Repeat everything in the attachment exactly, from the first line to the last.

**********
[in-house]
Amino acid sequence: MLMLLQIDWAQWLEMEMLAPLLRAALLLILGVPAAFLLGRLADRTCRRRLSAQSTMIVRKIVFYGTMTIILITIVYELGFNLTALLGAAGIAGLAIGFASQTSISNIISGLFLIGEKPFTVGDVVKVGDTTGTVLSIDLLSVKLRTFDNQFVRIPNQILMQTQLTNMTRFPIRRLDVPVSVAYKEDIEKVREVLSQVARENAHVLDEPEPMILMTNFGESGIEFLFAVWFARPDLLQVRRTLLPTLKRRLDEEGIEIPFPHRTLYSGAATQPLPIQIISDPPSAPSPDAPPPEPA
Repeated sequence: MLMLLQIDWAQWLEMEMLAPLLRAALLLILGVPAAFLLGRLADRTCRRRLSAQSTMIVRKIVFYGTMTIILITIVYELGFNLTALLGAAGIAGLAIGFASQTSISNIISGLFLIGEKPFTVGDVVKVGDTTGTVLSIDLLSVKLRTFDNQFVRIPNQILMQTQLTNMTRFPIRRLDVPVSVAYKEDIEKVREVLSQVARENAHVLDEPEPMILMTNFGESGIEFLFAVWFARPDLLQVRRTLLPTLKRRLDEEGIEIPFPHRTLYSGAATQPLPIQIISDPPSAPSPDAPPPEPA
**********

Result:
[in-house]
Amino acid sequence: MLMLLQIDWAQWLEMEMLAPLLRAALLLILGVPAAFLLGRLADRTCRRRLSAQSTMIVRKIVFYGTMTIILITIVYELGFNLTALLGAAGIAGLAIGFASQTSISNIISGLFLIGEKPFTVGDVVKVGDTTGTVLSIDLLSVKLRTFDNQFVRIPNQILMQTQLTNMTRFPIRRLDVPVSVAYKEDIEKVREVLSQVARENAHVLDEPEPMILMTNFGESGIEFLFAVWFARPDLLQVRRTLLPTLKRRLDEEGIEIPFPHRTLYSGAATQPLPIQIISDPPSAPSPDAPPPEPA
Repeated sequence: MLMLLQIDWAQWLEMEMLAPLLRAALLLILGVPAAFLLGRLADRTCRRRLSAQSTMIVRKIVFYGTMTIILITIVYELGFNLTALLGAAGIAGLAIGFASQTSISNIISGLFLIGEKPFTVGDVVKVGDTTGTVLSIDLLSVKLRTFDNQFVRIPNQILMQTQLTNMTRFPIRRLDVPVSVAYKEDIEKVREVLSQVARENAHVLDEPEPMILMTNFGESGIEFLFAVWFARPDLLQVRRTLLPTLKRRLDEEGIEIPFPHRTLYSGAATQPLPIQIISDPPSAPSPDAPPPEPA